After several minutes, I heard him take a few steps, so I took the opportunity to try to ease myself up to stand and ease my shaking hand out to grab my bow. For all I knew, it could have been a spike at that point, but I get shaky none the less.
I heard him take a few steps to the right, but still couldn’t see him. Being a right hand shooter, that put him on my off-side position and I would have to swivel around for a tough shot. But he stopped, and I froze and hoped with all my might that he would change directions. After several more seconds, which felt like hours, I heard him take a few steps again, and it sounded like he was moving back to the left. I had a clear shot to the left, and as he very slowly ambled left, there was enough space between the limbs and leaves that I first saw he was a good wide racked buck.
He had his head down and I was looking almost straight down on him, but at that point I decided he was a shooter. I came to full draw. When he hit my opening, he was only seven yards from the base of my tree. Trying to control my shaking, I put my only pin just below his upper back, hoping the downward angle would penetrate his vitals… and released. The arrow hit with a deep thump. He bucked hard, and ran into the thicket behind me. I listened intently and thought I heard him crash. Then I thought I heard his last few breaths. But it happened so fast and my mind was pretty ramped up.
As I sat there waiting, I thought to myself, “Man, did I see a split G3 when I released?” Maybe. I decided to sit and wait a solid thirty minutes. Many thoughts were going through my head. The worst was… “If I can’t find him, I am telling no one”. And then, “Maybe it wasn’t that great of a hit”. Thirty minutes is a lot of time to think of what could go wrong. I was eager to get down, but also very apprehensive of what I might NOT find. So, after thirty minutes, I descended slowly, then kept my bow with arrow nocked and ready.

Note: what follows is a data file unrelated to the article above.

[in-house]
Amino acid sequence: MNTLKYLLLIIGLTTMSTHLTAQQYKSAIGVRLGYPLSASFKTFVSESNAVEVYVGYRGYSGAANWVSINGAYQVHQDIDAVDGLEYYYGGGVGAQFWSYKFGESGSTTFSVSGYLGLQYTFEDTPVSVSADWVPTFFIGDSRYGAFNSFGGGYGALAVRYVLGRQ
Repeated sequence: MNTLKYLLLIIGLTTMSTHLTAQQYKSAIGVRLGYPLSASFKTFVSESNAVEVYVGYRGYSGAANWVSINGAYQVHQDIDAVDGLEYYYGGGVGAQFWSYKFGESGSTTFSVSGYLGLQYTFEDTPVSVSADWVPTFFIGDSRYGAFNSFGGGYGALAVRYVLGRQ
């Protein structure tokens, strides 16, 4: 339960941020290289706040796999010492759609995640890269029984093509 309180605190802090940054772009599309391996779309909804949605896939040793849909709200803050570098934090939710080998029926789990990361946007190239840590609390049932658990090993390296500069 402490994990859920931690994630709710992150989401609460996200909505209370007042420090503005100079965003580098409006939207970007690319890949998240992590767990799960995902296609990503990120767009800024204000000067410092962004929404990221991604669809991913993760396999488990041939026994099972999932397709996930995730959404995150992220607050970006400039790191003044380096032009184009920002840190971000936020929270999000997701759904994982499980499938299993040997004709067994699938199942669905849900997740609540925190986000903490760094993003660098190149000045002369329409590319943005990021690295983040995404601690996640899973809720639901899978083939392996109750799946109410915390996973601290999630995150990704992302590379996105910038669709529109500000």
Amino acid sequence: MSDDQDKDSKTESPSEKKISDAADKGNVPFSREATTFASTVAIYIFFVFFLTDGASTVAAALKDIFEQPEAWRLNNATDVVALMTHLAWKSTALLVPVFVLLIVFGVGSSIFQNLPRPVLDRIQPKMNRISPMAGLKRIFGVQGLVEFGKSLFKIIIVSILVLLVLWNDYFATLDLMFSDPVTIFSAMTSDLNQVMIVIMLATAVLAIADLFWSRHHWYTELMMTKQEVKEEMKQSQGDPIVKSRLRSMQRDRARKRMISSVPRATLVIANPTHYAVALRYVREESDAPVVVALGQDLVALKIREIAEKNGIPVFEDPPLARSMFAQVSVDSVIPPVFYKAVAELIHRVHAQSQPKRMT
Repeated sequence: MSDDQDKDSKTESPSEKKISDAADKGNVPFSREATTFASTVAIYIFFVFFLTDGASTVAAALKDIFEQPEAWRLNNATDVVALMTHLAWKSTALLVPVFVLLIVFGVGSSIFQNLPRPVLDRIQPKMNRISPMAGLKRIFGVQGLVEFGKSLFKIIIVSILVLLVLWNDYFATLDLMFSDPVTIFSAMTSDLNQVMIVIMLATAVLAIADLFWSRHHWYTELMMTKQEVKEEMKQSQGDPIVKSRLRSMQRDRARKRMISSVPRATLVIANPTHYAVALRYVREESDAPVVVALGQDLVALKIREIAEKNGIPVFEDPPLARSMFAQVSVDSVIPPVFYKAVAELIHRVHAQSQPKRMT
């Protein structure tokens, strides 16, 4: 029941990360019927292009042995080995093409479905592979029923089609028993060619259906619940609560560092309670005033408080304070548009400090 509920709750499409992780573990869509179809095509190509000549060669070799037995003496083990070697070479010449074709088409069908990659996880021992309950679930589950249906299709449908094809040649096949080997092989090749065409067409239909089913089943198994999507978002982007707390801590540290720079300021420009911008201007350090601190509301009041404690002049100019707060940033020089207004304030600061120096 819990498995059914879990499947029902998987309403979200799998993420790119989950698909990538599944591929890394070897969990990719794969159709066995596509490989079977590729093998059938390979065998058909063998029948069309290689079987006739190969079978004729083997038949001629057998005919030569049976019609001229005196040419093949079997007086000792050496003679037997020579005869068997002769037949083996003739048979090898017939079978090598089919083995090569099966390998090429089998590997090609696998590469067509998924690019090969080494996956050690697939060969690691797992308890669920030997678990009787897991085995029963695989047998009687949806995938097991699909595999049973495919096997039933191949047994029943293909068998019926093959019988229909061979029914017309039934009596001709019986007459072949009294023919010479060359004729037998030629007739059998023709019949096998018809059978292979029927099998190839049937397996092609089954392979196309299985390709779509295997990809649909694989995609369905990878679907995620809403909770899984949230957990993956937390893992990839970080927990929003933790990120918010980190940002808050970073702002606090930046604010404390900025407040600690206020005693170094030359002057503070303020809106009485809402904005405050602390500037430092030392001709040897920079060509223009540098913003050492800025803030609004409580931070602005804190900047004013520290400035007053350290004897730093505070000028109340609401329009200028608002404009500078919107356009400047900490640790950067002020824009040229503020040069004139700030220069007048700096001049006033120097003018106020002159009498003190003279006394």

I looked into the thicket in the direction he ran, and only twenty yards from my stand I saw a white belly. As I eased toward him, wondering if he may jump and run, I saw his rack and thought he had come to rest on a log, propping up his antlers. But as I got to him, I saw that he was not propped up by a log… he was propped up only by his antlers. Then I saw that he had the two split G3’s. This was the deer we had been watching!
I texted my buddy, Josh, to let him know what had transpired, and he immediately drove over to help celebrate. I think that he was more excited for me than I was! He asked if I planned to enter it into the Arkansas Big Buck Classic. While I knew that he was a very good deer, and by far the biggest that I had taken, I had no idea at the time, that he would gross 194 6/8 inches and would be the biggest bow-kill entered into the 2017 competition.
Bottom line, I am not a great hunter. I am just lucky enough to be able to hunt in a great state with good whitetail genetics and surrounded by other sportsman who appreciate and make a concerted effort to produce trophy deer. I am very grateful that I was able to harvest such a magnificent deer in a humane way. But the true heroes, are my buddies, and the other adjoining landowners who manage their hunting to allow trophies like this to mature. This is a real trophy that all Arkansas sportsmen should take great pride in.